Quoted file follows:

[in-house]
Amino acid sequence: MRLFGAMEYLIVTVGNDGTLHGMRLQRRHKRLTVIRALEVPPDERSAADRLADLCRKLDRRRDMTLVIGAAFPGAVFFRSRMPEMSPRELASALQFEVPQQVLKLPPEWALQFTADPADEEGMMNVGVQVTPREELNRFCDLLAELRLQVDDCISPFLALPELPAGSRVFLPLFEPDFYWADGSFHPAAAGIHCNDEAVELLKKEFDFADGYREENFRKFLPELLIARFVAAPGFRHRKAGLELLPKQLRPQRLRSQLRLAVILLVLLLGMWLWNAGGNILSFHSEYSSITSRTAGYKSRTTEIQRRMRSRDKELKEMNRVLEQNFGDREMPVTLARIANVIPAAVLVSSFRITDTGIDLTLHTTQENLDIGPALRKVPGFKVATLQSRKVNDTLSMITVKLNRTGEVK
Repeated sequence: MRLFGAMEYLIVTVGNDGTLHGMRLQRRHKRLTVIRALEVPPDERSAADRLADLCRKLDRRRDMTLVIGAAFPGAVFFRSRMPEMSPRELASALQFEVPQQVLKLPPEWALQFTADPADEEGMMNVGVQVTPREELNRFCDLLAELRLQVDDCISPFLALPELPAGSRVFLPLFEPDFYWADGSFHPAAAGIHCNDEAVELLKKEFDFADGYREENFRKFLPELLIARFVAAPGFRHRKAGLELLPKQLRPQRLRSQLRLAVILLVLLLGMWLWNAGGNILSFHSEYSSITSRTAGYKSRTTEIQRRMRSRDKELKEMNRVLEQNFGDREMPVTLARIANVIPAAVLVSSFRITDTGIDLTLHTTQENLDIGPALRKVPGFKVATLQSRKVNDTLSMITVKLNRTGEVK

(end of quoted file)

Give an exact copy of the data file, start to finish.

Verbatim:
[in-house]
Amino acid sequence: MRLFGAMEYLIVTVGNDGTLHGMRLQRRHKRLTVIRALEVPPDERSAADRLADLCRKLDRRRDMTLVIGAAFPGAVFFRSRMPEMSPRELASALQFEVPQQVLKLPPEWALQFTADPADEEGMMNVGVQVTPREELNRFCDLLAELRLQVDDCISPFLALPELPAGSRVFLPLFEPDFYWADGSFHPAAAGIHCNDEAVELLKKEFDFADGYREENFRKFLPELLIARFVAAPGFRHRKAGLELLPKQLRPQRLRSQLRLAVILLVLLLGMWLWNAGGNILSFHSEYSSITSRTAGYKSRTTEIQRRMRSRDKELKEMNRVLEQNFGDREMPVTLARIANVIPAAVLVSSFRITDTGIDLTLHTTQENLDIGPALRKVPGFKVATLQSRKVNDTLSMITVKLNRTGEVK
Repeated sequence: MRLFGAMEYLIVTVGNDGTLHGMRLQRRHKRLTVIRALEVPPDERSAADRLADLCRKLDRRRDMTLVIGAAFPGAVFFRSRMPEMSPRELASALQFEVPQQVLKLPPEWALQFTADPADEEGMMNVGVQVTPREELNRFCDLLAELRLQVDDCISPFLALPELPAGSRVFLPLFEPDFYWADGSFHPAAAGIHCNDEAVELLKKEFDFADGYREENFRKFLPELLIARFVAAPGFRHRKAGLELLPKQLRPQRLRSQLRLAVILLVLLLGMWLWNAGGNILSFHSEYSSITSRTAGYKSRTTEIQRRMRSRDKELKEMNRVLEQNFGDREMPVTLARIANVIPAAVLVSSFRITDTGIDLTLHTTQENLDIGPALRKVPGFKVATLQSRKVNDTLSMITVKLNRTGEVK